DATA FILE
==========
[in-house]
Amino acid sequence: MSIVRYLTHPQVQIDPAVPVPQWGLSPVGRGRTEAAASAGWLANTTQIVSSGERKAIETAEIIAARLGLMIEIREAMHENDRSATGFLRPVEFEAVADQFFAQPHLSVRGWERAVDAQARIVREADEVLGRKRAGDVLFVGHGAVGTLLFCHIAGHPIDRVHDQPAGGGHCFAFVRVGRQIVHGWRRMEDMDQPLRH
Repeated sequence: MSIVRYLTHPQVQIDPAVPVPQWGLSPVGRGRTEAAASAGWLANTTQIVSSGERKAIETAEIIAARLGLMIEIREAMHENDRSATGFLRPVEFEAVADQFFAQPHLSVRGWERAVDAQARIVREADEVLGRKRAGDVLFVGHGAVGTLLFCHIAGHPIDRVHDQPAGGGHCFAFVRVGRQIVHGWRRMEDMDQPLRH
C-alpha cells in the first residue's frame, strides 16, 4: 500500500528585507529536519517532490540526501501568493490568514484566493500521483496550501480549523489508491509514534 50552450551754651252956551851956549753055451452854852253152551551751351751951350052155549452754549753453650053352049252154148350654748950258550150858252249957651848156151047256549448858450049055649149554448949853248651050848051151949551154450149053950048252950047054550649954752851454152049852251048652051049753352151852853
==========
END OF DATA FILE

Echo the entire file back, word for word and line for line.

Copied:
[in-house]
Amino acid sequence: MSIVRYLTHPQVQIDPAVPVPQWGLSPVGRGRTEAAASAGWLANTTQIVSSGERKAIETAEIIAARLGLMIEIREAMHENDRSATGFLRPVEFEAVADQFFAQPHLSVRGWERAVDAQARIVREADEVLGRKRAGDVLFVGHGAVGTLLFCHIAGHPIDRVHDQPAGGGHCFAFVRVGRQIVHGWRRMEDMDQPLRH
Repeated sequence: MSIVRYLTHPQVQIDPAVPVPQWGLSPVGRGRTEAAASAGWLANTTQIVSSGERKAIETAEIIAARLGLMIEIREAMHENDRSATGFLRPVEFEAVADQFFAQPHLSVRGWERAVDAQARIVREADEVLGRKRAGDVLFVGHGAVGTLLFCHIAGHPIDRVHDQPAGGGHCFAFVRVGRQIVHGWRRMEDMDQPLRH
C-alpha cells in the first residue's frame, strides 16, 4: 500500500528585507529536519517532490540526501501568493490568514484566493500521483496550501480549523489508491509514534 50552450551754651252956551851956549753055451452854852253152551551751351751951350052155549452754549753453650053352049252154148350654748950258550150858252249957651848156151047256549448858450049055649149554448949853248651050848051151949551154450149053950048252950047054550649954752851454152049852251048652051049753352151852853